Bev (her name in the film and in real life) came down from Minneapolis for the scene. Her granddaughter (middle) and daughter (right) joined her as extras. A three generation adventure!
I wanted to share a couple of short, sort of recent film related adventures.
The Sedona Festival director called to invite us to their festival (yep-an old fashioned phone call) while we were in the car driving from Vermont to Minnesota in a blizzard to shoot another scene. (who does that?) Even though our film was complete (pretty much…) we wanted a stronger ending so we pulled everything together one more time.
Six of our actors and our ‘regular’ sound person came down from Minneapolis. We found and rented an Alexa camera and Optica Elite S35 lenses (Zero Dark Thirty, Robin Hood) from an interesting guy with a magic company in Sioux Falls who uses the equipment to shoot magic videos. Also from Sioux Falls, we were lucky enough to find a wonderful hair and makeup person. Rob our DP flew in from New York.
40 extras. We needed farmers. I figured recruiting farmer extras in the winter would be easy since they would all be at home doing nothing, but no…turns out, we were competing with the local lumberyard who was having their annual FREE customer appreciation beef commercial dinner (in Minnesota the noon meal is dinner) followed by ‘must be present to win’ door prizes.
The gangs all here.
Food. I was freaking out about meals until I remembered I could do the cooking. (dah) My cousin Susi came up from Iowa to help. A few people asked where the meat was but that was the closest thing we got to a complaint. It was actually really good food if I do say so myself 🙂
We shot at one of the Lutheran churches in town. We borrowed plates and silverware from one of the other Lutheran churches in town. We got a 30 cup coffee pot and mismatched coffee mugs (that we labeled with masking tape and people’s names for the day) from Carol, the once Tyler High School home ec teacher that married the once Tyler High School math teacher. We composted (or would have if there had been scraps to compost). Good green indie film making at is finest as usual.
Mind you, this is all for a 46 second spot in the film. Satisfying with a bit of a twist. Was it worth it? YES! YES! YES! And you’ll have to see the movie to see why!
A bunch of people WE DON’T KNOW filing in to see our film in Sedona.
We just premiered at the Sedona International Film Festival.
We didn’t win the ‘Audience Choice Award’..but we were RUNNER-UP! “A fraction of a percent” (festival director quote) behind the Dutch film, Adios Amigos but ahead of The Insult, an Oscar nominee. Crap. Vince is kicking himself now for giving Adios Amigos a ‘5’ vote. I’m (Kathy) kicking him too, but I guess that means that we won the ‘US Film Audience Choice Award’…or would have if that had been a category 🙂 I nearly choked when I heard our name called! I knew I loved our film, but was surprised that everyone else did too. Vince, of course, figured we’d win.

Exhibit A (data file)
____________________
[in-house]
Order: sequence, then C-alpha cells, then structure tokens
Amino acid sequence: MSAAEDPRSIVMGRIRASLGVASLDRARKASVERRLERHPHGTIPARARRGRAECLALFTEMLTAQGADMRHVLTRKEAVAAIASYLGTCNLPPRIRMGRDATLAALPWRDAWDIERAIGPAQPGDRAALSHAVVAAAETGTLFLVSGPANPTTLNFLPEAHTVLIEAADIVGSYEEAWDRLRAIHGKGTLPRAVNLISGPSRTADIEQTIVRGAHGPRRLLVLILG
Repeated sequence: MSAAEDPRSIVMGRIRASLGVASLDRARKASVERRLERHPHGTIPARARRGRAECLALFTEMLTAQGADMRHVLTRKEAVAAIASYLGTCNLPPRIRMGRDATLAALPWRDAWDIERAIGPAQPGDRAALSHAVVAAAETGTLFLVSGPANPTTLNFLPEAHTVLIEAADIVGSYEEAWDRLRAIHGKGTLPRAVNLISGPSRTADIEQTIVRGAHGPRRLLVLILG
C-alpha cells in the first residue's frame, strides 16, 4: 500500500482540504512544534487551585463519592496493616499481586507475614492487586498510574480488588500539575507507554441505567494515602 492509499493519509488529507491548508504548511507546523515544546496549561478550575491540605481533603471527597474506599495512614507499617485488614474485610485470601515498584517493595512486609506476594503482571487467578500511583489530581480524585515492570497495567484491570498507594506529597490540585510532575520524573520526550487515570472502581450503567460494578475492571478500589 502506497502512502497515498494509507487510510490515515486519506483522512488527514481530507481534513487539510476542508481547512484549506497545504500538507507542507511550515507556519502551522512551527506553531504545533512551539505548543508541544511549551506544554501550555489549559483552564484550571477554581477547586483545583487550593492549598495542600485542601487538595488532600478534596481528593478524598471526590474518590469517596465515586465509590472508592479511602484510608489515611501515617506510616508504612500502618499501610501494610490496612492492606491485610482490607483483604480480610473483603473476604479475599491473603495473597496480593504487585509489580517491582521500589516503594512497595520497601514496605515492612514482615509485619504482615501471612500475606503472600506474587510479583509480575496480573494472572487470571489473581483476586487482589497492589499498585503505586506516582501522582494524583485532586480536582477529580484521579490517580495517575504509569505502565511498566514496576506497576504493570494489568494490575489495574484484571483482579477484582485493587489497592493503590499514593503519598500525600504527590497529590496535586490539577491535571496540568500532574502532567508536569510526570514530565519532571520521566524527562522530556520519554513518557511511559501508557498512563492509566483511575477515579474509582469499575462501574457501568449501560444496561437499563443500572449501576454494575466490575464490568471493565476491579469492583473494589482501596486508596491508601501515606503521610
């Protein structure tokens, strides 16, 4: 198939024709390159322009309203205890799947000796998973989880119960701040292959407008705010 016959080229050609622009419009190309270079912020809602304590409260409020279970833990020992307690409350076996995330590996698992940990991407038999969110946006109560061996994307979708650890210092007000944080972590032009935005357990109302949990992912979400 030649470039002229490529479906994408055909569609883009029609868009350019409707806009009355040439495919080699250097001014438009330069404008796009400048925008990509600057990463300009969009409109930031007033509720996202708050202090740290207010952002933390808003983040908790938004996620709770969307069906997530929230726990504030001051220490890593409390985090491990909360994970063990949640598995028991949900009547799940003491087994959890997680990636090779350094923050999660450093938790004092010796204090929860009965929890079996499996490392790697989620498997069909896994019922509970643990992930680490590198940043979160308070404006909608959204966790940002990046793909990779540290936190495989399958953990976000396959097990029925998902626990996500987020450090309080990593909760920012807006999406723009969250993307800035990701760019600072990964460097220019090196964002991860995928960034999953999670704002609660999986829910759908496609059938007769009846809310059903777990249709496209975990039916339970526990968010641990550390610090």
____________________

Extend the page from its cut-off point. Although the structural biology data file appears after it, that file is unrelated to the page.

We’re used to being judged with a stop watch and are still getting used to a world where the judging is subjective. Obviously Sedona was a good audience for the film (one Q and A lasted over half an hour and no one left!) and we may never show the film to an audience as receptive again. But it doesn’t matter because having this much fun at least once is good.
The film screened twice and both screenings were sold out. We’re wondering if we should just bag the rest of the festival circuit so we can end on a high note!
We’re just starting our festival year and we’ve been accepted to a couple of other festivals but have to keep them a secret until they announce their line-ups.
‘Hap and Ashley’ had always been the working-title. Sometime last fall we changed it to ‘Farmer Of The Year’. We half-planned to change it again but didn’t get around to it and now I don’t think we should.
We’ll be posting screening opportunities (or try to) when (and if) there are more, so keep checking back for a screening in the theater near you!
Another film-associated trip to Minnesota. Minneapolis this time.
Bad sound can bump a viewer out of a film much more easily than bad picture and why we just spent 3 days in Minneapolis working with an audio engineer. Another thing we’ve never before done!
In the last post I told you about sending off the whole film on that little tiny drive to the audio engineer. Having received it, he and his group of sound editors spent a month* doing their stuff. Stuff like, reducing or eliminating noise that shouldn’t be there, laying in ambience**, recording and/or placing foley***, smoothing out rough dialogue, blending in voice-over (VO) and the list goes on…
Then, it was our turn.
He buzzed us in from the landing at the top of the stairs and before we knew it, we were watching our film on a 13′ foot screen in a Dolby-certified dub stage and taking notes. Then coffee, followed by going through the film frame by frame, addressing the notes. After that, we watched the film again. More notes. Then we addressed those notes. Then, watched it again. Took a 4 hour break and watched it, again. 3 long days, seven screenings and amazingly enough, we still enjoy watching it.